Summer Sonic (Tokyo and Osaka; Aug. 10 and 11): Although Summer Sonic always seems to be fairly popular with a younger crowd — especially the Tokyoites who seem happy to withstand two days in the microwave-like conditions of Makuhari Messe — perhaps the organizers feel differently, as they seem to be deliberately targeting an older demographic with this year’s lineup. Headliners Metallica and Linkin Park will be hoping to invoke nostalgia for metal both old and nü, while Cyndi Lauper and Earth, Wind & Fire will attempt to roll back the years yet further. Caught somewhere inbetween are the likes of Stereophonics and Beady Eye.

The 2012 Mercury Prize winning indie rockers Alt-J, soulful 19-year-old singer-songwriter Jake Bugg and stadium regulars Muse make up the Brit contingent, while the Japanese rock scene is represented by long-running acts Maximum the Hormone, The Pillows and The Back Horn. For the most part, this is as uninspiring a lineup as we’ve seen from Summer Sonic in recent years, which this time seems to be relying on the strength its reputation alone.

Sonicmania (Makuhari Messe, Chiba Prefecture; Aug. 9): A distinct lack of electronic acts at Summer Sonic means that those who want their fix of four-four beats should head down on the Friday night instead for Sonicmania — a pre-party of sorts that focuses on dance music. Highlights include “Madchester” pioneers The Stone Roses, raucous DJ Steve Aoki (whose now-infamous rider features, among other requirements, a “rubber dinghy” for crowd-surfing), as well as Justice, Breakbot and Busy P from French electro record label Ed Banger. Japan is represented by Denki Groove, Perfume and Sakanaction.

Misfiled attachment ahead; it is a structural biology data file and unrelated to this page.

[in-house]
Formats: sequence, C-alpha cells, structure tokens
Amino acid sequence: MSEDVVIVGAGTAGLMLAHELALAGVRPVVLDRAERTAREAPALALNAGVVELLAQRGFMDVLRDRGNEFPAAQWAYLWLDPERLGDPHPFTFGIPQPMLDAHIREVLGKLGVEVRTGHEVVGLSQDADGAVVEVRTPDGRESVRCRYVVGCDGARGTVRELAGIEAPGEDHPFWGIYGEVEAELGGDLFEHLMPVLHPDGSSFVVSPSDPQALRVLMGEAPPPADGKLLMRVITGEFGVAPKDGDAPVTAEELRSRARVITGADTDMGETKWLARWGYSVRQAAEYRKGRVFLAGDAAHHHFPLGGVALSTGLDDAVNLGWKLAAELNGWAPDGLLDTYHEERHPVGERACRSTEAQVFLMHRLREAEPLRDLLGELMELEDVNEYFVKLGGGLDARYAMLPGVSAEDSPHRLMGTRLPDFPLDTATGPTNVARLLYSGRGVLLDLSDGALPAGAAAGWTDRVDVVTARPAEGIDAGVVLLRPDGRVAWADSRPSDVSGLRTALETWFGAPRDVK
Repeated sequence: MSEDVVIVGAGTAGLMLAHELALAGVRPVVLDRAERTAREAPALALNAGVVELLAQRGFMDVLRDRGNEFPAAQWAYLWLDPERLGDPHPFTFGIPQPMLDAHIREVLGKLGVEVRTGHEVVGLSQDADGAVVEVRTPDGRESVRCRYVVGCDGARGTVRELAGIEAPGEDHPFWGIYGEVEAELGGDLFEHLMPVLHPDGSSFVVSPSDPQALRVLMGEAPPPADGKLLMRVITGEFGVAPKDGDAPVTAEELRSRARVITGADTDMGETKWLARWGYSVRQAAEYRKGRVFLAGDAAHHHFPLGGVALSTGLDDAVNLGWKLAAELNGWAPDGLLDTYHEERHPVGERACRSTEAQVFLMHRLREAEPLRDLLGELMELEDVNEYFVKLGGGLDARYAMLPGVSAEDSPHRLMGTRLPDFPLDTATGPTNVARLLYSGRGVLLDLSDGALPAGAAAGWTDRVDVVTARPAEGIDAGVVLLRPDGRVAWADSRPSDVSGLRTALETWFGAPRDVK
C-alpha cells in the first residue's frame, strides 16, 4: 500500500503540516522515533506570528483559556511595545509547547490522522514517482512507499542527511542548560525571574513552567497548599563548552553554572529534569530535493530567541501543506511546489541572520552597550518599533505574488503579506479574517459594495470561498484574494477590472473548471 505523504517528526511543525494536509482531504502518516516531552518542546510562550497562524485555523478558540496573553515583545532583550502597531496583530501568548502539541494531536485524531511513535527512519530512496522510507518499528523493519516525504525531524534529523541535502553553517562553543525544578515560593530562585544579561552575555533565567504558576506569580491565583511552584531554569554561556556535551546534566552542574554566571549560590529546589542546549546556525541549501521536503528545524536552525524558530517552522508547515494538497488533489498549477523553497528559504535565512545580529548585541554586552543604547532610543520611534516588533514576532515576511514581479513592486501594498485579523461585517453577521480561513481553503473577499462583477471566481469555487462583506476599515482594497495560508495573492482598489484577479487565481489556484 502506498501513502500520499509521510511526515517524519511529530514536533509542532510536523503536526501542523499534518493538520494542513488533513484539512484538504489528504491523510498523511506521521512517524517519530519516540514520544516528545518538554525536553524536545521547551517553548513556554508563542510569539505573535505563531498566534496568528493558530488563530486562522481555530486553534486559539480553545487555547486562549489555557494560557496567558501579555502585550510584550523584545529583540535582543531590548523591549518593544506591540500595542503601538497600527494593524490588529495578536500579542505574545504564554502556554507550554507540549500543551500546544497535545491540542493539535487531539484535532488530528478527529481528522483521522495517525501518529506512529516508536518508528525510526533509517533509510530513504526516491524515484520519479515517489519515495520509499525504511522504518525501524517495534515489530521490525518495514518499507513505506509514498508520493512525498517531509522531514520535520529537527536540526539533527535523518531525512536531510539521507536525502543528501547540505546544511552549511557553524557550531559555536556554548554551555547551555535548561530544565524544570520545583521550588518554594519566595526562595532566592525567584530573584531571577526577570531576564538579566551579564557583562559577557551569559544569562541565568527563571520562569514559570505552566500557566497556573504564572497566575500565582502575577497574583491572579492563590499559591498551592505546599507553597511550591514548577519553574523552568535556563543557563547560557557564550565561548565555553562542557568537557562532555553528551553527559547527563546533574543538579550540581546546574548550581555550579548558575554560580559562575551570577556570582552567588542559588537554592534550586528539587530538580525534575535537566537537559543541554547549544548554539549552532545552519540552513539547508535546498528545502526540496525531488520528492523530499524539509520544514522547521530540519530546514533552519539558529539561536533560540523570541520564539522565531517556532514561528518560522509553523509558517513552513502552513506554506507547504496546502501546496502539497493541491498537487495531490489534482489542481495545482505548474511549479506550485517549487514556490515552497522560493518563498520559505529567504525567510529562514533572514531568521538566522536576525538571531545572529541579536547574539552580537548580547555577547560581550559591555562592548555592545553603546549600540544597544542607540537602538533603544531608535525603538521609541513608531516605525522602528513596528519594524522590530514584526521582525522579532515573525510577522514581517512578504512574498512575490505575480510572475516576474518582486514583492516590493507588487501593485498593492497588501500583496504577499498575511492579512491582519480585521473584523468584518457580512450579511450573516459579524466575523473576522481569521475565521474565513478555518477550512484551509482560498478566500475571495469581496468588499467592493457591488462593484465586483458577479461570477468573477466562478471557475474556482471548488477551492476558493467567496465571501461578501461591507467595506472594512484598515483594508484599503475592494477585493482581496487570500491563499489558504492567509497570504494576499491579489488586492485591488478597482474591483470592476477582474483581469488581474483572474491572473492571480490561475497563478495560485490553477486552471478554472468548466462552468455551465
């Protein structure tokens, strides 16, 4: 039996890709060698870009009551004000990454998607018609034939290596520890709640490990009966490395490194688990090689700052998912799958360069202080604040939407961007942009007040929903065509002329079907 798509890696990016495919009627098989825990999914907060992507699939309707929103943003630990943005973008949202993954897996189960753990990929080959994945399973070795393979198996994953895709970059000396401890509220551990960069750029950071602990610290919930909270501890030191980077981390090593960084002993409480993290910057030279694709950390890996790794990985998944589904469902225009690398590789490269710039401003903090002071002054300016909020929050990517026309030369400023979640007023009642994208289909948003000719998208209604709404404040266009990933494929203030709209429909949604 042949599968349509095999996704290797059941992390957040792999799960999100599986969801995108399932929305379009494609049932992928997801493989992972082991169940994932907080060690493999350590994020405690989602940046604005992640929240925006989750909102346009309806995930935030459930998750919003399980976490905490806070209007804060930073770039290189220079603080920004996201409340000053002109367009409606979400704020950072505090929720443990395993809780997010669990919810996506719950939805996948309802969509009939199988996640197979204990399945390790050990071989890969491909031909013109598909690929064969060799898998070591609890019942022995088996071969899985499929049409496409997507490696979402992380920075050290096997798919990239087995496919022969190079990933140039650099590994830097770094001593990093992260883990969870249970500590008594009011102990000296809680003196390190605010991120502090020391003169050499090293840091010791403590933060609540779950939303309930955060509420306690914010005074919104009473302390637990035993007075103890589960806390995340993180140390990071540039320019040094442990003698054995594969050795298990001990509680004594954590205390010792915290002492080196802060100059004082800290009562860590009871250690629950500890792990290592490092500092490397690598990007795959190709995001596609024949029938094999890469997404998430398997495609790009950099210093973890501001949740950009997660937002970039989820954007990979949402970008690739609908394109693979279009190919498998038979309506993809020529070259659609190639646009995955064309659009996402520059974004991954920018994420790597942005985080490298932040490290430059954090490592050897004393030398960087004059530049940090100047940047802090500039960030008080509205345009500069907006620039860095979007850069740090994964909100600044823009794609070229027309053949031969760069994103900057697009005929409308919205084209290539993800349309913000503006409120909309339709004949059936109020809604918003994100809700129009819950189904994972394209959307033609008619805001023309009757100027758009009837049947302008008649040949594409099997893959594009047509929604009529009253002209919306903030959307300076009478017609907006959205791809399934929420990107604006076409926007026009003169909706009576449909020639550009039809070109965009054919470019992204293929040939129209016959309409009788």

Saito Kinen Festival (Matsumoto, Nagano Prefecture; Aug. 12-Sept. 7): After several battles with illness over the last couple of years, conductor Seiji Ozawa will return to the annual classical music festival that he founded in 1992. This year’s program includes performances of Igor Stravinsky’s “The Soldier’s Tale” as well as a double bill of Maurice Ravel’s only two surviving operas, “L’enfant et les sortilèges” and “L’heure espagnole.” Jazz pianist Junko Onishi has been coaxed out of retirement by a combination of pleas from Ozawa and author Haruki Murakami — on Sept. 6 she will perform George Gershwin’s “Rhapsody in Blue” with her trio, accompanied by the Saito Kinen Orchestra and conducted by Ozawa, in what should be a memorable finale.

Rock In Japan (Hitachi Seaside Park, Ibaraki Prefecture; Aug. 2-4) and Rising Sun Rock Festival (Ishikari Bay New Port, Hokkaido; Aug. 16 and 17): As always, these two festivals taking place in Ibaraki and Hokkaido respectively are the definitive choices for fans of Japanese rock music. At the former, rock heavyweights such as Dragon Ash, Fujifabric and Sakanaction mingle with popstars including duo Puffy and kawaii ambassador Kyary Pamyu Pamyu. The producer behind her songs, Yasutaka Nakata, will also perform with his own group, capsule.

Meanwhile, Rising Sun Rock Festival features a smorgasbord of indie talent, making it a must for those interested in the latest up-and-comers. Although it is normally Japan-based acts that feature exclusively, Bo Ningen somewhat buck the trend this year — the Japanese psych-rock four-piece will be flying over from East London, where they have been based since 2006, organically cultivating a fearsome reputation through their sheer live prowess.